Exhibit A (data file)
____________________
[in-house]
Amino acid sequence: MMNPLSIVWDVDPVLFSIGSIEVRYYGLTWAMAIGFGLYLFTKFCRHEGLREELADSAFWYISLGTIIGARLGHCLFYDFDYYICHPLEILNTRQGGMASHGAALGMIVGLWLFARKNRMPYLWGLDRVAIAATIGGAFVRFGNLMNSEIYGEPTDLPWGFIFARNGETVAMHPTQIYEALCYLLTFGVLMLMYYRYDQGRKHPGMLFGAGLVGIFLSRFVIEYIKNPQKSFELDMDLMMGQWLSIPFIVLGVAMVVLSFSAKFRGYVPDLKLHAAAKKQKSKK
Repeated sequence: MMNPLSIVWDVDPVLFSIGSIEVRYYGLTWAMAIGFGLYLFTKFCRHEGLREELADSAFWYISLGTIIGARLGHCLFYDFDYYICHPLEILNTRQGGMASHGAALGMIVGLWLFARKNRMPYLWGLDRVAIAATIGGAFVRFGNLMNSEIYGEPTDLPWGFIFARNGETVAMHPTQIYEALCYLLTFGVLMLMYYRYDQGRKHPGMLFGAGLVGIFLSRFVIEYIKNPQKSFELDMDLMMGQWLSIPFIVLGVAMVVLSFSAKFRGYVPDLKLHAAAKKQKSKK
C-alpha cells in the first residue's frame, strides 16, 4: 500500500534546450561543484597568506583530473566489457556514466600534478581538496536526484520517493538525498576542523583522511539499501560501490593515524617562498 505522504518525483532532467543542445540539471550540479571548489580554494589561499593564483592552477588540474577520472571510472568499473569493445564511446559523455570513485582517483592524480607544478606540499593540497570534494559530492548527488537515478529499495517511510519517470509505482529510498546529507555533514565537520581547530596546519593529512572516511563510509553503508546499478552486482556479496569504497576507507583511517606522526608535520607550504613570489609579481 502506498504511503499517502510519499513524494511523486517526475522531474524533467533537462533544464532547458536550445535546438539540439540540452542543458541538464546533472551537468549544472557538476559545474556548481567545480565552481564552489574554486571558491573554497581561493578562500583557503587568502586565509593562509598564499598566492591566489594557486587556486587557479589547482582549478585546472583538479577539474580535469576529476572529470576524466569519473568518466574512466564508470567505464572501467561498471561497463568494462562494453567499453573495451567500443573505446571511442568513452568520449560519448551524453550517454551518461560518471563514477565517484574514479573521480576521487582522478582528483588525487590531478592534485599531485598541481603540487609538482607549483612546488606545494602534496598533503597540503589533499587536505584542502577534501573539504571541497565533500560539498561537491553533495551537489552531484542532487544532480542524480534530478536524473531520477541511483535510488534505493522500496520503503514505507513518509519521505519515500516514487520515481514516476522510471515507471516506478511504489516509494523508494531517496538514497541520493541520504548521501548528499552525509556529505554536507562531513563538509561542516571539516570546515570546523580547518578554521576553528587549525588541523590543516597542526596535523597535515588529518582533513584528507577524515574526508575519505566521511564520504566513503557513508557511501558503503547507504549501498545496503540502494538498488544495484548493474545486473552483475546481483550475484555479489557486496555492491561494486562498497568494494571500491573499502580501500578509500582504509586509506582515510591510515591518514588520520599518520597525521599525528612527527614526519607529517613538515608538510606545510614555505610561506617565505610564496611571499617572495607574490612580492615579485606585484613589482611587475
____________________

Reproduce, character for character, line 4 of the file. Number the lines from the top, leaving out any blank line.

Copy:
C-alpha cells in the first residue's frame, strides 16, 4: 500500500534546450561543484597568506583530473566489457556514466600534478581538496536526484520517493538525498576542523583522511539499501560501490593515524617562498 505522504518525483532532467543542445540539471550540479571548489580554494589561499593564483592552477588540474577520472571510472568499473569493445564511446559523455570513485582517483592524480607544478606540499593540497570534494559530492548527488537515478529499495517511510519517470509505482529510498546529507555533514565537520581547530596546519593529512572516511563510509553503508546499478552486482556479496569504497576507507583511517606522526608535520607550504613570489609579481 502506498504511503499517502510519499513524494511523486517526475522531474524533467533537462533544464532547458536550445535546438539540439540540452542543458541538464546533472551537468549544472557538476559545474556548481567545480565552481564552489574554486571558491573554497581561493578562500583557503587568502586565509593562509598564499598566492591566489594557486587556486587557479589547482582549478585546472583538479577539474580535469576529476572529470576524466569519473568518466574512466564508470567505464572501467561498471561497463568494462562494453567499453573495451567500443573505446571511442568513452568520449560519448551524453550517454551518461560518471563514477565517484574514479573521480576521487582522478582528483588525487590531478592534485599531485598541481603540487609538482607549483612546488606545494602534496598533503597540503589533499587536505584542502577534501573539504571541497565533500560539498561537491553533495551537489552531484542532487544532480542524480534530478536524473531520477541511483535510488534505493522500496520503503514505507513518509519521505519515500516514487520515481514516476522510471515507471516506478511504489516509494523508494531517496538514497541520493541520504548521501548528499552525509556529505554536507562531513563538509561542516571539516570546515570546523580547518578554521576553528587549525588541523590543516597542526596535523597535515588529518582533513584528507577524515574526508575519505566521511564520504566513503557513508557511501558503503547507504549501498545496503540502494538498488544495484548493474545486473552483475546481483550475484555479489557486496555492491561494486562498497568494494571500491573499502580501500578509500582504509586509506582515510591510515591518514588520520599518520597525521599525528612527527614526519607529517613538515608538510606545510614555505610561506617565505610564496611571499617572495607574490612580492615579485606585484613589482611587475